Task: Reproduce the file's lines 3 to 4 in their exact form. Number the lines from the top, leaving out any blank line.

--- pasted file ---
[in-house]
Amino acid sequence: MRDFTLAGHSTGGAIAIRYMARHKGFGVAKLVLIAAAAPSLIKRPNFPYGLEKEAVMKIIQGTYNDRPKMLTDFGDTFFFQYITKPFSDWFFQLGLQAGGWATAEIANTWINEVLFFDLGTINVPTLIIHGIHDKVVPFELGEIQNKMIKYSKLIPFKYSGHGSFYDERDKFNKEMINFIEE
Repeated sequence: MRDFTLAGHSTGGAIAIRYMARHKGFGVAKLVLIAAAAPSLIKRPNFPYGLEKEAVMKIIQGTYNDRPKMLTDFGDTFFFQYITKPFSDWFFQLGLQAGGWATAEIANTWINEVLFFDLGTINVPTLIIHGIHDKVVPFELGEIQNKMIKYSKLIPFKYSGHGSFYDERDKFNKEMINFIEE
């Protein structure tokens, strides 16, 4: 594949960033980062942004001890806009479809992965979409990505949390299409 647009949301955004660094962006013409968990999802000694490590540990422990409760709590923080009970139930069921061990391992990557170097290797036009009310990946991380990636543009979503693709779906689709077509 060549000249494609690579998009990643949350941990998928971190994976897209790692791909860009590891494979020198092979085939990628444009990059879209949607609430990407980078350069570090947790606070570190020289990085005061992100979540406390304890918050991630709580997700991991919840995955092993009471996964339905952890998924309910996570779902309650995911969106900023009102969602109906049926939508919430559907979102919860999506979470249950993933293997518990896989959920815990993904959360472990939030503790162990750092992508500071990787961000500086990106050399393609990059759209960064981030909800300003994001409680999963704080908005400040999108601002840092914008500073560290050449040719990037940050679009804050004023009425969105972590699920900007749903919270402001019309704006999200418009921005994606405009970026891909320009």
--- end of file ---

Repeated sequence: MRDFTLAGHSTGGAIAIRYMARHKGFGVAKLVLIAAAAPSLIKRPNFPYGLEKEAVMKIIQGTYNDRPKMLTDFGDTFFFQYITKPFSDWFFQLGLQAGGWATAEIANTWINEVLFFDLGTINVPTLIIHGIHDKVVPFELGEIQNKMIKYSKLIPFKYSGHGSFYDERDKFNKEMINFIEE
């Protein structure tokens, strides 16, 4: 594949960033980062942004001890806009479809992965979409990505949390299409 647009949301955004660094962006013409968990999802000694490590540990422990409760709590923080009970139930069921061990391992990557170097290797036009009310990946991380990636543009979503693709779906689709077509 060549000249494609690579998009990643949350941990998928971190994976897209790692791909860009590891494979020198092979085939990628444009990059879209949607609430990407980078350069570090947790606070570190020289990085005061992100979540406390304890918050991630709580997700991991919840995955092993009471996964339905952890998924309910996570779902309650995911969106900023009102969602109906049926939508919430559907979102919860999506979470249950993933293997518990896989959920815990993904959360472990939030503790162990750092992508500071990787961000500086990106050399393609990059759209960064981030909800300003994001409680999963704080908005400040999108601002840092914008500073560290050449040719990037940050679009804050004023009425969105972590699920900007749903919270402001019309704006999200418009921005994606405009970026891909320009």